Thursday, 30 September 2010
The real joy of The West Wing doesn't come from the events, but from the strength of the writing. In that respect this season makes back a lot of points. It remembers how to be funny, even if it's sometimes a bit inappropriate (why are CJ and Josh arguing about donuts when Leo's close to death?). It starts to reference season one when Leo gives another 'let Bartlet be Bartlet' speech. It remembers how to be a bit subversive. It remembers how to be energetic. The middle episode of Season Five was called 'Slow News Day', here it's called 'A Good Day'. This is more like it.
Tuesday, 28 September 2010
That was all a long introduction to asking you what films I should watch. People are better than critics after all. If you recommend a film I'll put it on a list somewhere, watch it, then pour my thoughts out onto these beige pages (according to Wikipedia, beige is quite close to the 'average colour of the universe'). You can also recommend bad films if you like. That way I don't have to be so nice all the time.
Thursday, 23 September 2010
To be fair, there's a bit of mystery here. A bad man comes back from the dead and starts doing magical things. Disappointingly though, Holmes figures it all out after the big confrontation. He's not as clever as Cumberbatch. Nowhere near. Cumberbatch would have cleared the whole thing up in a day.
Saturday, 18 September 2010
The CIA seem to be no better at their jobs these days. They definitely didn't see all this coming. Nobody suspects the Russian sleeper agents. They're the ones that pretend to be your friend, then they kidnap your husband and steal the nuclear launch codes. I wonder what Natalya Simonova is doing these days. She was useless. I also wonder what the Russians are planning right now. They're clearly up to something.
Thursday, 16 September 2010
If this is all peeling back one layer of fiction, it goes even further by giving Van Damme a six-minute monologue, where he breaks down all sorts of fourth walls (what are the first three?) by talking straight to the camera. He talks about his life in a cryptic way, and seems to get all emotional about it. It's a film making all sorts of points about the relationship between fiction and reality, but I'm not going to go into that - I've finished my English Literature degree now. And it doesn't look like it's started an art-house career revival for Van Damme, so this may be all the crying we see from him.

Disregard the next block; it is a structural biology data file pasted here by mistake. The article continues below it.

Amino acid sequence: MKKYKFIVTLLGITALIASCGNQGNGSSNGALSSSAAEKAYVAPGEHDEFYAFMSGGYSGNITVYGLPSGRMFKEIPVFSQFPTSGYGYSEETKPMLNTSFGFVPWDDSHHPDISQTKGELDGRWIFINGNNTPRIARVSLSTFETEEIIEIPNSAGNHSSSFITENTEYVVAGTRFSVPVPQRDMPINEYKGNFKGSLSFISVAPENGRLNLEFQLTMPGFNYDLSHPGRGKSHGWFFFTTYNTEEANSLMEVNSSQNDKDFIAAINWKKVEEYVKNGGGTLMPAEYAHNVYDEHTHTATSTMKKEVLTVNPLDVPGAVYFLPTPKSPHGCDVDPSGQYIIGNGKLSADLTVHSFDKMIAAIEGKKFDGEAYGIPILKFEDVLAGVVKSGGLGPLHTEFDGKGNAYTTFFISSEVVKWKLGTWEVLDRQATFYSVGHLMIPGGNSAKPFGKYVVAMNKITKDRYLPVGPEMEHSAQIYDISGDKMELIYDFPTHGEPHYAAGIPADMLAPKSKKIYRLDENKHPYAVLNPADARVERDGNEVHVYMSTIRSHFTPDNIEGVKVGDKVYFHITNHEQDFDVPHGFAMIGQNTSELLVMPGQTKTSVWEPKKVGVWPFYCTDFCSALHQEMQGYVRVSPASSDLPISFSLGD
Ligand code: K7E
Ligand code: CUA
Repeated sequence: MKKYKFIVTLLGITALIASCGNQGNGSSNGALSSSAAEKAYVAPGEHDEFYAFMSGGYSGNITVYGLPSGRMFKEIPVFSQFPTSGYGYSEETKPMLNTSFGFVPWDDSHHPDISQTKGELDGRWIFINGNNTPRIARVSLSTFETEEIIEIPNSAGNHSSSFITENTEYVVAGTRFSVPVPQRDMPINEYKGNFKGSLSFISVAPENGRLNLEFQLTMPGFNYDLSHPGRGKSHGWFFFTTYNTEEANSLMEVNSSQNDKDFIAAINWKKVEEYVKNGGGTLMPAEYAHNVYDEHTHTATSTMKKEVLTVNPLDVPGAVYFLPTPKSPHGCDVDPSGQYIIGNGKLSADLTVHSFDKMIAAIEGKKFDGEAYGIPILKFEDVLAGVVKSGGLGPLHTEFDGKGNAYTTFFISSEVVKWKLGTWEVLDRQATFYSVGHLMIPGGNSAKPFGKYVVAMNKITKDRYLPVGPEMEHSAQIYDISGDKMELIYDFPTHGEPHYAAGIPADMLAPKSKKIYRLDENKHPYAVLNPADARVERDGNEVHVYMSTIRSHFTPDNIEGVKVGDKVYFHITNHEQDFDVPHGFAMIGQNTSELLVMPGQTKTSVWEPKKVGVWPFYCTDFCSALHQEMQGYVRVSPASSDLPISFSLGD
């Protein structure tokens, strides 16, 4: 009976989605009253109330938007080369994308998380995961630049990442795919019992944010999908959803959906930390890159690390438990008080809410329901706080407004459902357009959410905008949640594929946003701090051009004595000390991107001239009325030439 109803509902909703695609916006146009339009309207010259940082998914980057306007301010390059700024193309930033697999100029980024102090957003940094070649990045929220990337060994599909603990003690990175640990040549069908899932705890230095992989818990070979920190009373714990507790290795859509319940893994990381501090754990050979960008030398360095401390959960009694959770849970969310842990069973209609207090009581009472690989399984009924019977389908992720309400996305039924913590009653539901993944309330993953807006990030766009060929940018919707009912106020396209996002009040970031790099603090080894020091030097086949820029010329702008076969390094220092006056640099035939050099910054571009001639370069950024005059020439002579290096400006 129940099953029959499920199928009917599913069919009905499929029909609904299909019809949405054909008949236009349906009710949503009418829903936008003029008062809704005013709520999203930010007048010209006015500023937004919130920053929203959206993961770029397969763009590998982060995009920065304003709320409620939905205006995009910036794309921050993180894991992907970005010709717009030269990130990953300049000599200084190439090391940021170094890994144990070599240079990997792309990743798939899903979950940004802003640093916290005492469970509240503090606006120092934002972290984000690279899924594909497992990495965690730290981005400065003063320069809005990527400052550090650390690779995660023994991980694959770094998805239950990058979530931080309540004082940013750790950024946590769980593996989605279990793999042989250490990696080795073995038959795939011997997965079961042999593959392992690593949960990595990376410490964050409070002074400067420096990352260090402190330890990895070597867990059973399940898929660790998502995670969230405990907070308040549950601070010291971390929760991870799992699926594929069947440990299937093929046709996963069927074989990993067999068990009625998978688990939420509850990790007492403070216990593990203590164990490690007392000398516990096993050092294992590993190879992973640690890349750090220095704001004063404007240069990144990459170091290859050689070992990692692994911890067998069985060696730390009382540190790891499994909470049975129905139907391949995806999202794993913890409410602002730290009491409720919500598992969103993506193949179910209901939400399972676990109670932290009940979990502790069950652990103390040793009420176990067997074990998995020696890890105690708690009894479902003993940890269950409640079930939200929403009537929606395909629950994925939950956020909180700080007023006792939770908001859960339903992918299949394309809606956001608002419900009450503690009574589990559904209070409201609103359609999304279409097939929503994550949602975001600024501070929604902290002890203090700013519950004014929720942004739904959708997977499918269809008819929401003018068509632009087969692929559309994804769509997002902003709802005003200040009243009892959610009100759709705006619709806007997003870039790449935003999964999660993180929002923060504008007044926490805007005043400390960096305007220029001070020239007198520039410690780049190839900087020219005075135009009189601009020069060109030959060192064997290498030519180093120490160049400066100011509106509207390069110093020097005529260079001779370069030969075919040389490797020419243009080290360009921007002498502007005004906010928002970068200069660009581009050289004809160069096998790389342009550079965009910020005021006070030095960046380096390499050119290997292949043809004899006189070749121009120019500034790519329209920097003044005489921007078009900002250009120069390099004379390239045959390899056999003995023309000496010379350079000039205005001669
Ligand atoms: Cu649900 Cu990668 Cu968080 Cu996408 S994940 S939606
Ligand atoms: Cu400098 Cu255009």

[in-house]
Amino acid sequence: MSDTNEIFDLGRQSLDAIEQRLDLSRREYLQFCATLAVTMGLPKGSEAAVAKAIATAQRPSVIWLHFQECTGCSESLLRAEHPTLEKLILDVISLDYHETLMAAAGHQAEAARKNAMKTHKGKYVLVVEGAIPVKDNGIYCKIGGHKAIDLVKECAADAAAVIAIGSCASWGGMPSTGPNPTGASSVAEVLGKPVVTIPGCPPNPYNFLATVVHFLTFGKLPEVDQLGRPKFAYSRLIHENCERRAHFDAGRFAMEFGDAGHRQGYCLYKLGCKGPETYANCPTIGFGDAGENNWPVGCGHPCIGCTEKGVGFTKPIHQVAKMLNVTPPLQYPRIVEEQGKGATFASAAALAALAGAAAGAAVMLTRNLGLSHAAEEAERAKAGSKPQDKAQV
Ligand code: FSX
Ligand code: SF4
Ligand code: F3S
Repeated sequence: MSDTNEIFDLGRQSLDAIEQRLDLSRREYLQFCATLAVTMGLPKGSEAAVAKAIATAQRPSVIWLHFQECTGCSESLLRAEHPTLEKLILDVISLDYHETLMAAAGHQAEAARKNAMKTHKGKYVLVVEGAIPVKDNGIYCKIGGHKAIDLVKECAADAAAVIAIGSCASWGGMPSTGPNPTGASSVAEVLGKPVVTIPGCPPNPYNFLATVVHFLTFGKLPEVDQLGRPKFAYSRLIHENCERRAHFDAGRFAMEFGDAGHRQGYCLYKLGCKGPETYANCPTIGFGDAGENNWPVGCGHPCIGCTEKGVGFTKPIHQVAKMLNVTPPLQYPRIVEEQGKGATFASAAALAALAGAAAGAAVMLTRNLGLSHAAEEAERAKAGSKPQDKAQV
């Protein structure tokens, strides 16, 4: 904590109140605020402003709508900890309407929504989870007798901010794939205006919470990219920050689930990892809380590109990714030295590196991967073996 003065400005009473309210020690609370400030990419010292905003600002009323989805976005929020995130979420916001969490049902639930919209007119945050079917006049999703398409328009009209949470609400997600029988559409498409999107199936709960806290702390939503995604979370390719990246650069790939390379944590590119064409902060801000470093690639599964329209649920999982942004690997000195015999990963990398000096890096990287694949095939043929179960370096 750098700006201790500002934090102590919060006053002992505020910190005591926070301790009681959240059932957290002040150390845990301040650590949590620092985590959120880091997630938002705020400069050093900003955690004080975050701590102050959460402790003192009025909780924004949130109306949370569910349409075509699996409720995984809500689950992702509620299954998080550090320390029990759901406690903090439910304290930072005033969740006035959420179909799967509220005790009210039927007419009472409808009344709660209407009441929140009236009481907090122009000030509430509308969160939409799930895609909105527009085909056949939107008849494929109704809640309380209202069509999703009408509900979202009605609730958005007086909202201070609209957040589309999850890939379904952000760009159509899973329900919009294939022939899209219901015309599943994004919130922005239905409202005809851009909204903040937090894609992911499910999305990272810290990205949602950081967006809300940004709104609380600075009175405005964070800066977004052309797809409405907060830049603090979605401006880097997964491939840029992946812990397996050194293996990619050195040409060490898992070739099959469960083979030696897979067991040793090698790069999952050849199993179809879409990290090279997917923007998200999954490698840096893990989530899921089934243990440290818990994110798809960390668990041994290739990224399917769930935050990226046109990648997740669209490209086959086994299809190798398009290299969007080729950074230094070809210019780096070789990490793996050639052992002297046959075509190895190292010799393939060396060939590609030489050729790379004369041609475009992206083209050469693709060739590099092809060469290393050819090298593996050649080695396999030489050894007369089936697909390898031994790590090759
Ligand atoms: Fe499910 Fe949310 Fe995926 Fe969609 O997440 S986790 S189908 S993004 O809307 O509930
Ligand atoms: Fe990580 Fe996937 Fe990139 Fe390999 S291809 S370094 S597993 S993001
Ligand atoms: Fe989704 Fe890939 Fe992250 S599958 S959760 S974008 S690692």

Wednesday, 15 September 2010
Some people have called 3D a revolution in film. Others say it'll be reduced to novelty status by this time next year. I don't know. I've yet to see this extra dimension. 'Things jump off the screen and hang in front of your eyes'. Really? Ok, I'll take your word for it. I'm far behind the rest of Film Land with this. I don't even know what they're talking about. I'm willing to let it go. It's probably got one more chance to impress me. But the glasses: necessity or money-making scheme? Nintendo have made a new DS console that does 3D without glasses. Clever people could make cinema screens like this. If it's revolutionary it must be worth the money.
Saturday, 11 September 2010
It's a film that does conventional things. There's a damsel in a distress and an evil sorcerer in a castle. But it does these things powerfully and with complete conviction. This sort of thing can be done well without lasting three hours. One man on a quest to defeat evil and everything falls into place. I think it slipped through cinemas without anybody noticing, despite picking up good reviews. It's a film that deserves attention. It's an origin story, like the recent Robin Hood film, but doesn't outstay its welcome. Solomon Kane gets the job done.
Thursday, 9 September 2010
But is it required that you watch it? I definitely feel like I know a lot more about Baltimore now, so at the very least it's taught me things. David Simon also says that 'we've treated television as if it's not a mass medium, and we've been rewarded in kind'. I think this means that we now don't expect television to show us anything worthwhile, or teach us anything at all. So what shows hold up to this sort of thinking? That aren't just entertaining, but actually demand your attention. Everyone loves The West Wing, but does it change the way you look at American politics? I think it does, but I'm biased. Does The Sopranos count for anything? Does Doctor Who matter? I'm not saying everything has to be this significant. Entertainment is entertaining, there's no need for everything to be about the real world. But there has to be some. Maybe most of them just haven't been made. Outside of all the hyperbole, which pieces of television are actually that important? Like with most things, I don't know.
Monday, 6 September 2010
Even though the first season didn't really grab me, Dexter has been compelling television ever since. Under less skilled cast and crew, this would be a horrible and nasty examination of a serial killer. Instead it's equal parts funny and disturbing, ironic and a bit scary. It's holding all these elements as it walks a tightrope, always ready to fall off but never losing its footing. It's quite good. But like I said, you already know this.
Friday, 3 September 2010
In some ways it's flimsy. Every now and then Cameron Diaz's character is drugged or knocked out, making the screen go black and fade into a new exotic location. A series of set-pieces with no link, like levels in a game. A lot of action films travel rapidly travel around locations, but not usually so shamelessly. Doesn't really matter though, in much the same way as you ignore Diaz's habit of talking out loud when she's deducing things. It'll do.